They stopped that night at Oykel Bridge. Miss Stanley invited Mr. Purdie to dine with them; but he declined on the ground that he had business in the neighbourhood—an odd excuse, for the inn and its dependencies constitute the remote little hamlet. The two young women passed the evening by themselves, and talked: the one with generous ardour entering into all her wonderful schemes, the other (who knew the country, and the people) interposing now and again with a little modifying information. But really Käthchen was not unsympathetic. Her eyes, which were the attractive feature of her face, sometimes expressed a trifle of demure amusement; but she was not a quarrelsome or argumentative creature; and besides there is something about all fine humanitarian projects that one would rather believe in and welcome.

Next morning they resumed their drive, and very soon entered a much wilder country than that of the preceding day. Wilder but nevertheless beautiful—with its range upon range of russet hills, wine-stained here and there with shadow; its woods of leafless birch of a soft dark rose-lilac; its long undulations of waste moorland, yellow and brown; with now and again the sudden blue scythe-sweep of the river. For now they were traversing the lonely district of upper Strath-Oykel. Far ahead of them rose the giant bulk of Ben More, Assynt, its higher shoulders a solid mass of white. The sunlight around them was cheerful, no doubt; and yet there was a strange sense of solitariness, of voicelessness; and Mary, who was less concerned about the beauty of the landscape than about certain problems haunting her mind, called out to Mr. Purdie, who was again up beside the driver—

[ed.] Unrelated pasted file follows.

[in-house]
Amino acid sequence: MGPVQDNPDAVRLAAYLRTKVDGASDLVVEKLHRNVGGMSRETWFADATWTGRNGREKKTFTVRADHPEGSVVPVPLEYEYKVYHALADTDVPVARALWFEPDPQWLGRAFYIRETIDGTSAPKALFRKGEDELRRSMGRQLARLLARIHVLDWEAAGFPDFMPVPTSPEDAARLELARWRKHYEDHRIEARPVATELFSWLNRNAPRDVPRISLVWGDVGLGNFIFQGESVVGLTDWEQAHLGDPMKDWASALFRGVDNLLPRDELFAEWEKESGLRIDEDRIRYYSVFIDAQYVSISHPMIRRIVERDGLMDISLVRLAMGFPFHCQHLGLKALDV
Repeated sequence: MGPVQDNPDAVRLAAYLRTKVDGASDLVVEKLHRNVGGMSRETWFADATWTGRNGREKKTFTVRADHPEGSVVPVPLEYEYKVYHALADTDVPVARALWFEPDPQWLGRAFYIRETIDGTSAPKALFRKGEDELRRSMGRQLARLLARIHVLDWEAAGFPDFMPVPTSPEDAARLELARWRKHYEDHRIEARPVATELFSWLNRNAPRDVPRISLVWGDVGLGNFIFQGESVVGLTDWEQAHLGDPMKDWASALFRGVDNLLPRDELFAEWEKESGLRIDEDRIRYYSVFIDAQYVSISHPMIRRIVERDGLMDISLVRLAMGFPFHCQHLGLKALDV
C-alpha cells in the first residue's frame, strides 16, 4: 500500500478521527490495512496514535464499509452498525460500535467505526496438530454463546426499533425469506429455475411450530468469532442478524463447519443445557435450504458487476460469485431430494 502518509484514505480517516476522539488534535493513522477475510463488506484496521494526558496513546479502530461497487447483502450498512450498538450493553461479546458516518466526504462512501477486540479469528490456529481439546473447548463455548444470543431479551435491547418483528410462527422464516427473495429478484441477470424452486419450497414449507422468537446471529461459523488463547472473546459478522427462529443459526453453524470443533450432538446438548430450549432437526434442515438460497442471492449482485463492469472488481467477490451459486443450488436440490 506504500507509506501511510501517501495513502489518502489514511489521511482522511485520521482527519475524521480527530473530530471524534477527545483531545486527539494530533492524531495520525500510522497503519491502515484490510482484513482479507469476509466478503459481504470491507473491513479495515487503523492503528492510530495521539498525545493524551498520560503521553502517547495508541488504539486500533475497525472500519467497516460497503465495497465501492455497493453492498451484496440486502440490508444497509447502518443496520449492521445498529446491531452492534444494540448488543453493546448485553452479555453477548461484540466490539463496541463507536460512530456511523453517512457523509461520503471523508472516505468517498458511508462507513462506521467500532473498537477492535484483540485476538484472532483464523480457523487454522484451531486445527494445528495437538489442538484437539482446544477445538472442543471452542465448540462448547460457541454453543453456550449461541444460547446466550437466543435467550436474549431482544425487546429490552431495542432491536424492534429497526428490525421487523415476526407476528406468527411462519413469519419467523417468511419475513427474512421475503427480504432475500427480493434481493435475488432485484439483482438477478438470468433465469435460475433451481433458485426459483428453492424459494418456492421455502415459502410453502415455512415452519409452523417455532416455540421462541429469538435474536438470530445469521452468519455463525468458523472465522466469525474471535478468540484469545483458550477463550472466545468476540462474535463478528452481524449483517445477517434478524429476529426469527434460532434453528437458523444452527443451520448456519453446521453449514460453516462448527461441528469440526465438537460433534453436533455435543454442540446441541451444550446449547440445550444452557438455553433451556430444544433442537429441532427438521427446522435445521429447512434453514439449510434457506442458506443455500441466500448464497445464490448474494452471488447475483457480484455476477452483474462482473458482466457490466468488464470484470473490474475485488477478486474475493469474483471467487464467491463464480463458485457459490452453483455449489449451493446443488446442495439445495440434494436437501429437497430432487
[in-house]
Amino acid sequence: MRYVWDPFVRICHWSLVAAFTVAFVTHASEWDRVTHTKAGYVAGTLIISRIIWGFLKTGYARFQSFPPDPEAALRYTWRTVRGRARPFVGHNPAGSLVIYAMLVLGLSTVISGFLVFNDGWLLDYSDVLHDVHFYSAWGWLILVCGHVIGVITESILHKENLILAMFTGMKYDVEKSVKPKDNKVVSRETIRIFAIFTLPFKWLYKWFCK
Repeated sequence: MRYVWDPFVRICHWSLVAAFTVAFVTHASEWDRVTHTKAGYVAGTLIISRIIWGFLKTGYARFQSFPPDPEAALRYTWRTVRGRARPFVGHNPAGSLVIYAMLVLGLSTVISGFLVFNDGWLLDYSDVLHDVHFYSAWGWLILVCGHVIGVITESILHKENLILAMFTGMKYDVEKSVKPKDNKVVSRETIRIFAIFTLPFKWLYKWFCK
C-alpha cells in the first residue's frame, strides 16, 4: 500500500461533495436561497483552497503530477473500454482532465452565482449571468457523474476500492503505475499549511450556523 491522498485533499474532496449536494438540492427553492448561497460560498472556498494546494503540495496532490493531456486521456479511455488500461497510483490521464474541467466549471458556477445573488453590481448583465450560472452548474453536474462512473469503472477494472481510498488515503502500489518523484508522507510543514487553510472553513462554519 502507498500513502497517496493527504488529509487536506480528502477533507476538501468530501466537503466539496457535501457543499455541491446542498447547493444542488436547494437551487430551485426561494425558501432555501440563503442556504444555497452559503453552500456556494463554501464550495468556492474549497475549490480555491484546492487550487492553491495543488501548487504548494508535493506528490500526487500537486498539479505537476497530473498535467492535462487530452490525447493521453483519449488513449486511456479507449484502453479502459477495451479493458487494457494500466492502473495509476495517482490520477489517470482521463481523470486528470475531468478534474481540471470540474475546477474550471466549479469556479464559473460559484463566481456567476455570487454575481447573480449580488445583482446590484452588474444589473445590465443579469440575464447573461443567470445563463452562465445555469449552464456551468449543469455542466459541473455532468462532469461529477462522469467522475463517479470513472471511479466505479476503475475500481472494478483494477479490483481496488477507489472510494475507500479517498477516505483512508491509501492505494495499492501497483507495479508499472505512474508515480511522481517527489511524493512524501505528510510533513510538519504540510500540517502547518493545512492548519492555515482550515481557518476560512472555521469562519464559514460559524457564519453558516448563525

"Mr. Purdie, why are there no people living in this country?"

"Because there's nothing for them to live on," was the laconic answer. "It's fit for nothing but grazing sheep—and for grouse."

"Yes—the hills, perhaps," said she. "But look along the valley—by the side of the river."

"Ay, it's fine land, that," said he, grimly,—"for a wheen pesewepes!" And indeed the plovers were the only visible living things, jerking about in the air, dipping suddenly to the ground and swiftly rising again, with their curious squeaking call, and the soft velvet fluffing of their wings.

However, all that was nothing. By and by they had left the Oykel strath, and had entered upon a far higher and bleaker region, the desolation of which appalled her. There was not even the solitary shepherd's cottage they had seen down in the other valley; here was nothing but a wilderness of brown and ragged moorland, with deep black clefts of peat, and an occasional small tarn, without a bush along its shores, its waters driven a deep blue by the wind. Away in the west they could make out the spectral shapes of the Assynt mountains—Coul Beg, Coul More, and Suilven—remote and visionary through the universal haze of the heather-burning; but here, all around them, were these endless and featureless and melancholy undulations; and the silence was now unbroken even by the curious bleating of the plovers: once, and once only, they heard the hoarse and distant croak of a raven.

"Käthchen," said Mary, in a sort of piteous dismay, as she looked abroad over those sombre solitudes, "you have been all along the Ross and Cromarty coast; is it like that?"

"Plenty of it is worse," was the reply.

"And—and—my place: is it like that?"

"I have never been in to Lochgarra."

"But—but if it is like that—what am I to do for my people?"

"The best you can," said Käthchen, cheerfully.